Compression of an area forces the veins to work harder to move the blood in the area. Although studies show no real benefit to compression during exercise, it has been shown to dramatically improve recovery post-exercise. Compression clothes are the most common and easiest way to create compression, Localized compression can be achieved with bandaging.
Graduated compression is necessary to ensure the blood in the veins is routed towards the heart for re-oxygenation. Graduated compression means taking off the compression every few hours. This means you can help flush out lactic acid and even prevent varicose veins, swelling, blood clots and more. Good compression clothes are contoured and have a specific fit pattern to ensure adequate compression in the right areas.
- Reduce muscle vibration and micro trauma to muscle tissues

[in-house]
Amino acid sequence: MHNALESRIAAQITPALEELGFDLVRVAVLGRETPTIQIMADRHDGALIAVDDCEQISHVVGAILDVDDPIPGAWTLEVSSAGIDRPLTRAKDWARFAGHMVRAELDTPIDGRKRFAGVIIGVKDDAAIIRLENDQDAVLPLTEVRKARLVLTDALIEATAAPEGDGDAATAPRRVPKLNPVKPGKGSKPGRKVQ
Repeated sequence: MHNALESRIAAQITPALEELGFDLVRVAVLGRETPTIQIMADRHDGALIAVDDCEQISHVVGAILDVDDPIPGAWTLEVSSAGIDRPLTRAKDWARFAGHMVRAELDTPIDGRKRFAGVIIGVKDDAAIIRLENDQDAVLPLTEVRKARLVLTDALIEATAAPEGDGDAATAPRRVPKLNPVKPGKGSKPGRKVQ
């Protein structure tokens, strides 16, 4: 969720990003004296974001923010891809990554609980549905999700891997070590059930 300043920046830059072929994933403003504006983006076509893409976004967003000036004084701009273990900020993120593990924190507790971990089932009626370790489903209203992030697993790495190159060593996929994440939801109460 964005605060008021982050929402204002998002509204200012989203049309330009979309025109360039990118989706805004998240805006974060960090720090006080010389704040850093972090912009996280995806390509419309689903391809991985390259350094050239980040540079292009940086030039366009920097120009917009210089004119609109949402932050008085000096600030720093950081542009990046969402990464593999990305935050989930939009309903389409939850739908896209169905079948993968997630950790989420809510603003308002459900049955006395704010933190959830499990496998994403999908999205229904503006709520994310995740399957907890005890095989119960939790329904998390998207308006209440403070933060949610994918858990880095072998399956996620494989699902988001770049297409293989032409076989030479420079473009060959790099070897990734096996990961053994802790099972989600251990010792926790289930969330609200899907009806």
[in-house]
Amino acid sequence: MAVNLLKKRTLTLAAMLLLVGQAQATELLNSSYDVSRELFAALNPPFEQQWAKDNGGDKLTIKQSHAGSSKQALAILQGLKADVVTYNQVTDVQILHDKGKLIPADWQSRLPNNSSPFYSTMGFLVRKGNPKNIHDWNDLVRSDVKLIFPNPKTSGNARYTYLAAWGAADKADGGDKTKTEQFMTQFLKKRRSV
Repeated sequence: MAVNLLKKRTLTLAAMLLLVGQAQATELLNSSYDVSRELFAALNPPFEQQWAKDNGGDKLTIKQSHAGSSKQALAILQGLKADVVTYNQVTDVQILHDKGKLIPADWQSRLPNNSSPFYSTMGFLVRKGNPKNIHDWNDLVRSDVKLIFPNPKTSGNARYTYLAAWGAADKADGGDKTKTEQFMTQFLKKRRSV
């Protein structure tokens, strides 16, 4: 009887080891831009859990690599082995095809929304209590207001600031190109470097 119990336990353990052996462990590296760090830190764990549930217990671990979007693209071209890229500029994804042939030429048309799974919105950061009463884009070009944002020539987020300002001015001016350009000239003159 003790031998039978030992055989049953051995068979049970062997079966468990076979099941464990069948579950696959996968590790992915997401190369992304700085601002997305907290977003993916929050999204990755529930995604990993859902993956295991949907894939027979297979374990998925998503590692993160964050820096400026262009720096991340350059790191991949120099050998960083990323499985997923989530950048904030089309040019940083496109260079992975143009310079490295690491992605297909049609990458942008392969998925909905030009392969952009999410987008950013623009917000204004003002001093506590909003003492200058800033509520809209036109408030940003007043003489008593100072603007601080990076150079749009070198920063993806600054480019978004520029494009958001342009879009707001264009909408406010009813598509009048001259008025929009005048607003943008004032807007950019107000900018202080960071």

- Hold any ligaments and joint in line for improved efficiency
- Bring more oxygen and nutrients to any injured area
- Flush out lactic acid and waste in the blood stream
- Keep out swelling in any joint
- Help increase joint stability
- Reduce over-pronation when running
- Dramatically reduce your risk of blood clots from traveling
Follow the manufacturer’s fitting guidelines when trying on compression clothes. They should be very tight and difficult to get on and off. However breathing and blood flow around the body should not be affected. If you feel faint then the clothes are too tight.
Compression is best used for about an hour to 3 hours long with a break of a few minutes then repeated if necessary. In the case of surgery of major injury compression can be applied for a solid period of up to 48 hours.